‘I feel now is the right time to share what’s been going on. There’s no easy way to say this and actually it doesn’t even feel real writing this, but here goes.
‘Earlier this year I was diagnosed with breast cancer and a couple of weeks ago I received the devastating news that the cancer has advanced to other parts of my body.’
Sarah continued: ‘I’m currently undergoing weekly chemotherapy sessions and I am fighting as hard as I possibly can,’ before adding: ‘I am doing my very best to keep positive and will keep you updated here with how I’m getting on.’
If you have been affected by this story, call Macmillan Cancer Support on 0808 808 00 00.
Pals: Sarah shot to fame in 2002 when she became a member of the pop band Girls Aloud, through talent series Popstars: The Rivals (pictured at the time)
Breast cancer is one of the most common cancers in the world and affects more than two MILLION women a year
Breast cancer is one of the most common cancers in the world. Each year in the UK there are more than 55,000 new cases, and the disease claims the lives of 11,500 women. In the US, it strikes 266,000 each year and kills 40,000. But what causes it and how can it be treated?
What is breast cancer?
Breast cancer develops from a cancerous cell which develops in the lining of a duct or lobule in one of the breasts.
When the breast cancer has spread into surrounding breast tissue it is called an ‘invasive’ breast cancer. Some people are diagnosed with ‘carcinoma in situ’, where no cancer cells have grown beyond the duct or lobule.
Most cases develop in women over the age of 50 but younger women are sometimes affected. Breast cancer can develop in men though this is rare.
Staging means how big the cancer is and whether it has spread. Stage 1 is the earliest stage and stage 4 means the cancer has spread to another part of the body.
The cancerous cells are graded from low, which means a slow growth, to high, which is fast growing. High grade cancers are more likely to come back after they have first been treated.
What causes breast cancer?
A cancerous tumour starts from one abnormal cell. The exact reason why a cell becomes cancerous is unclear. It is thought that something damages or alters certain genes in the cell. This makes the cell abnormal and multiply ‘out of control’.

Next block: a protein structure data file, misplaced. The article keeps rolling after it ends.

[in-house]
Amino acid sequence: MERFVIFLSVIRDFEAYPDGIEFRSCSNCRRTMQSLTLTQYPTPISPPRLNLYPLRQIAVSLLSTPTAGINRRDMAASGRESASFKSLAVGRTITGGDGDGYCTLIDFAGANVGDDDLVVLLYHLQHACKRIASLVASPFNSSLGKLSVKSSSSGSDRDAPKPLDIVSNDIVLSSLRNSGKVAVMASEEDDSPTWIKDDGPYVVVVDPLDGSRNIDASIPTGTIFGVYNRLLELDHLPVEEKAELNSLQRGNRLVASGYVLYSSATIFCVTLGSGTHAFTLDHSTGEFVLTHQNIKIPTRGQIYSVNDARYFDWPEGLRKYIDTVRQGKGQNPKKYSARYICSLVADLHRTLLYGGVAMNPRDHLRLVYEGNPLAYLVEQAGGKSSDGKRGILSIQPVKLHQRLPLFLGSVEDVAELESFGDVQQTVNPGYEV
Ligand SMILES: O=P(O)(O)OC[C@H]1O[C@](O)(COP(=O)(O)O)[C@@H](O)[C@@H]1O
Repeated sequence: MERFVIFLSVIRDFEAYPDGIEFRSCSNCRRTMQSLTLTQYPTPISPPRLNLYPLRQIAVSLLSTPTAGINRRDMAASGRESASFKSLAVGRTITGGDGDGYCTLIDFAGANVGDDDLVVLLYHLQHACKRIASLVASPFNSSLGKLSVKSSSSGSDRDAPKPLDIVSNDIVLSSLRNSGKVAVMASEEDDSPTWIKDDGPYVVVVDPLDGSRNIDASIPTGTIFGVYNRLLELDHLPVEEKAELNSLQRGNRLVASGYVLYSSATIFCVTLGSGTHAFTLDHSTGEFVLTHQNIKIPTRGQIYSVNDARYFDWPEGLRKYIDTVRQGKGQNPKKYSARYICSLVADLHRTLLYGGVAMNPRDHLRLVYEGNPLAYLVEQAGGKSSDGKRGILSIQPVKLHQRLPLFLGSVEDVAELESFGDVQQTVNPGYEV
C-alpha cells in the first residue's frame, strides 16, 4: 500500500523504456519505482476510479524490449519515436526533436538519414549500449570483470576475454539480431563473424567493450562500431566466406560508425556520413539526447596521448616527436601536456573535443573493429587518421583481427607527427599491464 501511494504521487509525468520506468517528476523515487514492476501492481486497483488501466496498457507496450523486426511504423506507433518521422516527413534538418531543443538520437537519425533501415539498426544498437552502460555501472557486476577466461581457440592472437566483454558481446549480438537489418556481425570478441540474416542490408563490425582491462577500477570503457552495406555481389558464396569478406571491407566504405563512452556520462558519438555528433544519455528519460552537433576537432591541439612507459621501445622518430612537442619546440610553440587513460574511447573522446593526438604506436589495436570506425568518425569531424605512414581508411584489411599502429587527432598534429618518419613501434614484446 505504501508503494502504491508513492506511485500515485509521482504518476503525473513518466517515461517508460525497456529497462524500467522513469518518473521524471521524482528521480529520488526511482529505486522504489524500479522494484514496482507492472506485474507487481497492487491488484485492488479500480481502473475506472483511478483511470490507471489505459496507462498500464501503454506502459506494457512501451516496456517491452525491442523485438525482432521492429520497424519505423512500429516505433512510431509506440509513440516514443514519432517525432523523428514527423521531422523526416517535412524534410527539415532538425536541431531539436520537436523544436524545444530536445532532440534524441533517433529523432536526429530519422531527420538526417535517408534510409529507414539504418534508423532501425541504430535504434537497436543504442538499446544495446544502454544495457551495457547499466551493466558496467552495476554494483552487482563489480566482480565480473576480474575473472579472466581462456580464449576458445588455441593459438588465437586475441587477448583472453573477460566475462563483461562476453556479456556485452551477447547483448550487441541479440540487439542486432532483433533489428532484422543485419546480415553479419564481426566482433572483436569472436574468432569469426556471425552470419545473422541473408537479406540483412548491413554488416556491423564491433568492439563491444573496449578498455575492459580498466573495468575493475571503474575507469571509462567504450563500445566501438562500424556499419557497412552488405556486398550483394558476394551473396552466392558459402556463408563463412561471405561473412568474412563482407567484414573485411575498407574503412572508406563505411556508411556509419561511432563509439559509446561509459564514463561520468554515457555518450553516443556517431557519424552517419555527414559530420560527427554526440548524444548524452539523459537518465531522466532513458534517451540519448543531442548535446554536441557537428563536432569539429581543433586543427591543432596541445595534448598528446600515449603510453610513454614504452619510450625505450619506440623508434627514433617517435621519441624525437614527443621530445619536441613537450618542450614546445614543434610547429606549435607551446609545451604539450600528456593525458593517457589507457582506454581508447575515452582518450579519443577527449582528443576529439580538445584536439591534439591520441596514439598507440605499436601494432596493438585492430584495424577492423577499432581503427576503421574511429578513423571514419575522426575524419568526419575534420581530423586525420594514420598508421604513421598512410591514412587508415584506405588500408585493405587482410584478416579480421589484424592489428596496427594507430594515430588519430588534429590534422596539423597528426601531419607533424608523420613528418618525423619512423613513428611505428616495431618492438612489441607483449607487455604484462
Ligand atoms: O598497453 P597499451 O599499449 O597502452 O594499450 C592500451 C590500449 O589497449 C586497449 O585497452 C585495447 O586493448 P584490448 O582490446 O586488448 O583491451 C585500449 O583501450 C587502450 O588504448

Although breast cancer can develop for no apparent reason, there are some risk factors that can increase the chance of developing breast cancer, such as genetics.
What are the symptoms of breast cancer?
The usual first symptom is a painless lump in the breast, although most breast lumps are not cancerous and are fluid filled cysts, which are benign.
The first place that breast cancer usually spreads to is the lymph nodes in the armpit. If this occurs you will develop a swelling or lump in an armpit.
How is breast cancer diagnosed?
- Initial assessment: A doctor examines the breasts and armpits. They may do tests such as a mammography, a special x-ray of the breast tissue which can indicate the possibility of tumours.
- Biopsy: A biopsy is when a small sample of tissue is removed from a part of the body. The sample is then examined under the microscope to look for abnormal cells. The sample can confirm or rule out cancer.
If you are confirmed to have breast cancer, further tests may be needed to assess if it has spread. For example, blood tests, an ultrasound scan of the liver or a chest x-ray.
How is breast cancer treated?
Treatment options which may be considered include surgery, chemotherapy, radiotherapy and hormone treatment. Often a combination of two or more of these treatments are used.
- Surgery: Breast-conserving surgery or the removal of the affected breast depending on the size of the tumour.
- Radiotherapy: A treatment which uses high energy beams of radiation focussed on cancerous tissue. This kills cancer cells, or stops cancer cells from multiplying. It is mainly used in addition to surgery.
- Chemotherapy: A treatment of cancer by using anti-cancer drugs which kill cancer cells, or stop them from multiplying
- Hormone treatments: Some types of breast cancer are affected by the ‘female’ hormone oestrogen, which can stimulate the cancer cells to divide and multiply. Treatments which reduce the level of these hormones, or prevent them from working, are commonly used in people with breast cancer.
How successful is treatment?
The outlook is best in those who are diagnosed when the cancer is still small, and has not spread. Surgical removal of a tumour in an early stage may then give a good chance of cure.
The routine mammography offered to women between the ages of 50 and 70 mean more breast cancers are being diagnosed and treated at an early stage.
For more information visit breastcancercare.org.uk, breastcancernow.org or www.cancerhelp.org.uk